Technology and society are changing faster than ever. That’s why employers, recruiters, and schools are all searching for people who are especially good at figuring out new ways of doing things, and drawing conclusions from new bodies of information — they are looking for people who are good at what we call “critical reasoning”. Unfortunately, the tools that these organizations currently use to search for such people are not designed to identify them. Those tools are instead designed to identify people who read quickly, or who have a good memory, or who know a lot about specific domains. REASZON™ is the first test that provides an accurate, unbiased assessment of a test-taker’s critical reasoning ability, and it does so at a small fraction of the cost of current assessments.
Decades of research in cognitive psychology (beginning with the Nobel-prize winning work of Kahnemann and Tversky in the late 70’s and early 80’s) have shown that human behavior is controlled by two distinct cognitive Systems. “System 1” arrives at verdicts quickly, effortlessly, and unreflectively, and it is well-adapted to help primates like us survive in an evolutionary environment that presents a narrow range of familiar, life-threatening challenges (e.g., how to escape or defeat dangerous predators): it is consequently inflexible and designed for caution rather than maximal accuracy. “System 2”, in contrast, arrives at verdicts slowly, deliberatively, and reflectively, and it is well-adapted to help us think through how to respond to novel challenges, and how to modify our responses as we gain new information: it is consequently flexible and designed to self-correct in order to achieve accuracy. As humans have built an environment that provides them with greater safety from life-threatening challenges, they face an increasing variety of novel challenges. Instead of having to find food sources or escape from predators, our challenge now is to find ways of adding value in an environment that is constantly changing in unpredictable ways. Because we are safe from the challenges that faced our evolutionary ancestors, System 1 is less important than ever. But because we are confronted with a rapidly changing set of novel challenges, System 2 is more important than ever. Consequently, many people today are interested in training their System 2 skills, and in evaluating the System 2 skills of people all over the world who are applying to study with them, or work for them. This interest in the assessment and improvement of System 2 has created today’s industry in training and testing critical reasoning skills, since critical reasoning is just the operation of System 2.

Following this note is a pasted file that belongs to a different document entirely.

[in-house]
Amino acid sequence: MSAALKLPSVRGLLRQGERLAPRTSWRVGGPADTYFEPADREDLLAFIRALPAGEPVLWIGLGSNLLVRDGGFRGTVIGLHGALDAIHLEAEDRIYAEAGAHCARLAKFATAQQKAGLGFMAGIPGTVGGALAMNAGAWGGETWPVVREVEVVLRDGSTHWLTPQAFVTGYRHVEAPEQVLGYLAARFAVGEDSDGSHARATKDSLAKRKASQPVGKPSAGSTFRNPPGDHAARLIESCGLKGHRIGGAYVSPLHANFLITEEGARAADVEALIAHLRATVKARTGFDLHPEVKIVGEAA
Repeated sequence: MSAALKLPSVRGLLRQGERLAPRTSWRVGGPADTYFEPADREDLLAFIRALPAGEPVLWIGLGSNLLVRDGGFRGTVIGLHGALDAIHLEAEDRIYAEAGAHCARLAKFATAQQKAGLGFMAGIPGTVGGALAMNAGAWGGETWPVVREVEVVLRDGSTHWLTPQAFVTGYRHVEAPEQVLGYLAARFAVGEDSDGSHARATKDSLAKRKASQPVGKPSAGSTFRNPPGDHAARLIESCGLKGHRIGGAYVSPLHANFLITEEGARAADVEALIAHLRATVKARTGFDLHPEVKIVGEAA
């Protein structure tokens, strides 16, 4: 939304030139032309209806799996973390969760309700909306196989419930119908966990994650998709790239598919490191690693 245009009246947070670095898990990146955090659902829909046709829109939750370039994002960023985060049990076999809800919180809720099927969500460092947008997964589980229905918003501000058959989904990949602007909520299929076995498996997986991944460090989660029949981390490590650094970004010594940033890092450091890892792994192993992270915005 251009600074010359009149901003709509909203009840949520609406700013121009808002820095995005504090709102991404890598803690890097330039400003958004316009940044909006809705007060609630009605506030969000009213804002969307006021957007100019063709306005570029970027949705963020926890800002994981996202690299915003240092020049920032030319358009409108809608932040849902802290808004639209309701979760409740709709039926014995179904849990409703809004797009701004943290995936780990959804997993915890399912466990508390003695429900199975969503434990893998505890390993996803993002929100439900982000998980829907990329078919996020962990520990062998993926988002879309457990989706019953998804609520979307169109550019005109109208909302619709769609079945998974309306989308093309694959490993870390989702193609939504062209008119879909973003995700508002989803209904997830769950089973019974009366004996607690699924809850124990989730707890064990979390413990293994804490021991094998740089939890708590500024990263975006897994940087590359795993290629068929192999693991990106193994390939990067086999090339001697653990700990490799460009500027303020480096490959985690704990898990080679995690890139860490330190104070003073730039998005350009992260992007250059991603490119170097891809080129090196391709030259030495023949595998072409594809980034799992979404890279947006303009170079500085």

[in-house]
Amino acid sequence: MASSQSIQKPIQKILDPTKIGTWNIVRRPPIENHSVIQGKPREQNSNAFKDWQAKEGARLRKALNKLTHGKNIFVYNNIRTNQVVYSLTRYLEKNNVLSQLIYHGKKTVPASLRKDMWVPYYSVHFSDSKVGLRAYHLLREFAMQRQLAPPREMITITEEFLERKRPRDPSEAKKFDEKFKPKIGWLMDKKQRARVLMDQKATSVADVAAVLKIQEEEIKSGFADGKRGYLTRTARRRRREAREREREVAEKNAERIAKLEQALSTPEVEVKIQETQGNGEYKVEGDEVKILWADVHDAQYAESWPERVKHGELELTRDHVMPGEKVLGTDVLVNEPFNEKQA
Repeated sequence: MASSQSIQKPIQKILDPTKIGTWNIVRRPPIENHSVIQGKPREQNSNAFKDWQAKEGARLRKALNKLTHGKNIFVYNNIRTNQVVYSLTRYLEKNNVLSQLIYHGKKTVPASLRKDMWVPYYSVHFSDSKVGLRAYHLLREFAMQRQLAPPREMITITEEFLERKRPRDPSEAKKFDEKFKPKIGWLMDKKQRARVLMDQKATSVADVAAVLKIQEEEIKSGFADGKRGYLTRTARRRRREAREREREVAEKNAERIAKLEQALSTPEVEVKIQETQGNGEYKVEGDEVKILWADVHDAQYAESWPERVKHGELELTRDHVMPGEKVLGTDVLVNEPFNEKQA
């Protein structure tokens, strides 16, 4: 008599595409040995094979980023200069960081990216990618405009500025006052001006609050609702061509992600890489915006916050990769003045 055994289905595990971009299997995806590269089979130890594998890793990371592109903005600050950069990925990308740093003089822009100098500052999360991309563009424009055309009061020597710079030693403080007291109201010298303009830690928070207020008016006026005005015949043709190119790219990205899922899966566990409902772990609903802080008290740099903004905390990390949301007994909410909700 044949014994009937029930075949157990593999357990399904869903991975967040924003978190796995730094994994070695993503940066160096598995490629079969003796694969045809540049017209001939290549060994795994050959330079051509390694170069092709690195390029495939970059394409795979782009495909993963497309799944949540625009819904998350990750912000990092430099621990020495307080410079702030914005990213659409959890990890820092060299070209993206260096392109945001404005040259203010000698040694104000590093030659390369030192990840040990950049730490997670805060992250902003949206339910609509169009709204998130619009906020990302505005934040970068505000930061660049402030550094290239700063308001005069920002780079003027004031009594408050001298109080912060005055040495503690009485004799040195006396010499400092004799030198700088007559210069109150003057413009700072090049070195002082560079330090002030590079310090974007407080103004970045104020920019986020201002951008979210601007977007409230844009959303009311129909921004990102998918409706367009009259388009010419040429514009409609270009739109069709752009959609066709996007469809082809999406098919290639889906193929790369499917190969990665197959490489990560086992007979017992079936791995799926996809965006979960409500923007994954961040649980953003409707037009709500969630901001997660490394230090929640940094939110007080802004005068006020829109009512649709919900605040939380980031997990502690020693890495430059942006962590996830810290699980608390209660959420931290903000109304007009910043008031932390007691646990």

Stanovich, West, and Toplak have recently identified roughly two dozen parameters of critical reasoning ability and have also designed measures for ability along these various parameters. But the parameters that they identify are all manifestations of three fundamental abilities: (1) deductive reasoning, (2) pattern-recognition, and (3) distinguishing relevant from irrelevant information within a problem space. This reduction of parameters matters to the effort to build an accurate measure of critical reasoning skills, since it is much easier to construct a measure over a space with 3 dimensions than it is to construct a measure over a space with two dozen dimensions. REASZON™ is the first example of the former kind of measure. It assesses a test taker’s ability to reason deductively, recognize patterns, and distinguish information that’s relevant to answering a particular question from information that’s not relevant. And it is the only assessment to measure these abilities in a way that’s completely insensitive to those features of the test taker that vary independently of critical reasoning ability – for instance, the test taker’s reading ability, memory, or background knowledge.
(Stanovich, K. E., West, R. F., & Toplak, M. E. (2016). The rationality quotient: Toward a test of rational thinking. MIT Press.)